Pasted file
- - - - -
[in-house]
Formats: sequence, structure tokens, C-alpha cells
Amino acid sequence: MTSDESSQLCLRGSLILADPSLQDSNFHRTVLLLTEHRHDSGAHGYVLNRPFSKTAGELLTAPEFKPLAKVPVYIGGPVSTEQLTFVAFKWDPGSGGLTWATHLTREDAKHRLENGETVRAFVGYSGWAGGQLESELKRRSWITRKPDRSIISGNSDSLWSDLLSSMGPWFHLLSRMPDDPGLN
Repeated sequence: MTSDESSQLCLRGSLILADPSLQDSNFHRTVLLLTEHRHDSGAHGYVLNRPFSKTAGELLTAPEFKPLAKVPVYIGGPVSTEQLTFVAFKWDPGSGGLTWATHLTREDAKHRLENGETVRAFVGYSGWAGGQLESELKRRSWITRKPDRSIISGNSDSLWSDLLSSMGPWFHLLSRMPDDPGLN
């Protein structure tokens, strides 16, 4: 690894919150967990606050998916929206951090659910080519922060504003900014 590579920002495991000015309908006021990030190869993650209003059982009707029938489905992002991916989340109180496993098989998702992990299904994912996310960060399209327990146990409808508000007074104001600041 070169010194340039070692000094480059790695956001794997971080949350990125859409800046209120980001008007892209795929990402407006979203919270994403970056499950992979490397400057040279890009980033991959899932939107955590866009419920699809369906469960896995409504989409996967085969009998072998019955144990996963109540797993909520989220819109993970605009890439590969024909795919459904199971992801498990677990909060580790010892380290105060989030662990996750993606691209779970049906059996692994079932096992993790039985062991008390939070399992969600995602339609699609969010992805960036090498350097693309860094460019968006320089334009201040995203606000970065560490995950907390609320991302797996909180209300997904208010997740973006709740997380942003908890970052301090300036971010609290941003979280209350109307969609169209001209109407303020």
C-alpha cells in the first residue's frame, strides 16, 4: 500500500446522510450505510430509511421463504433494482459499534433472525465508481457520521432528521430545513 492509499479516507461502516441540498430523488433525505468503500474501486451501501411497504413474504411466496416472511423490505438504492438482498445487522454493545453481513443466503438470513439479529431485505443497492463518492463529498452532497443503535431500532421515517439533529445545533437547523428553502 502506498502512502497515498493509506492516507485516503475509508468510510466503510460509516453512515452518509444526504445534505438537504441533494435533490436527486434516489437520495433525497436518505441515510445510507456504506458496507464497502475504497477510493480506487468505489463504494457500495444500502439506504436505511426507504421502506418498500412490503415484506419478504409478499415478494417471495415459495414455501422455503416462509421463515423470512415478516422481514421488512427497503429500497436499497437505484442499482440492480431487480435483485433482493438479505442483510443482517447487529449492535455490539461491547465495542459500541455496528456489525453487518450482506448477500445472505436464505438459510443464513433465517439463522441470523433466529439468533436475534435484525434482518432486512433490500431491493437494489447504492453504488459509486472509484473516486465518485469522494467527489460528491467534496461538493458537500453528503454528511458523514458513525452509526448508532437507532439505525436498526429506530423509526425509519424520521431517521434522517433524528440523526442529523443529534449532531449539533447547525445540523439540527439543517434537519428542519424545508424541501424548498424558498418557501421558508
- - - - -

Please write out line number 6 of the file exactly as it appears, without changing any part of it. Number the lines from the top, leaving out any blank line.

C-alpha cells in the first residue's frame, strides 16, 4: 500500500446522510450505510430509511421463504433494482459499534433472525465508481457520521432528521430545513 492509499479516507461502516441540498430523488433525505468503500474501486451501501411497504413474504411466496416472511423490505438504492438482498445487522454493545453481513443466503438470513439479529431485505443497492463518492463529498452532497443503535431500532421515517439533529445545533437547523428553502 502506498502512502497515498493509506492516507485516503475509508468510510466503510460509516453512515452518509444526504445534505438537504441533494435533490436527486434516489437520495433525497436518505441515510445510507456504506458496507464497502475504497477510493480506487468505489463504494457500495444500502439506504436505511426507504421502506418498500412490503415484506419478504409478499415478494417471495415459495414455501422455503416462509421463515423470512415478516422481514421488512427497503429500497436499497437505484442499482440492480431487480435483485433482493438479505442483510443482517447487529449492535455490539461491547465495542459500541455496528456489525453487518450482506448477500445472505436464505438459510443464513433465517439463522441470523433466529439468533436475534435484525434482518432486512433490500431491493437494489447504492453504488459509486472509484473516486465518485469522494467527489460528491467534496461538493458537500453528503454528511458523514458513525452509526448508532437507532439505525436498526429506530423509526425509519424520521431517521434522517433524528440523526442529523443529534449532531449539533447547525445540523439540527439543517434537519428542519424545508424541501424548498424558498418557501421558508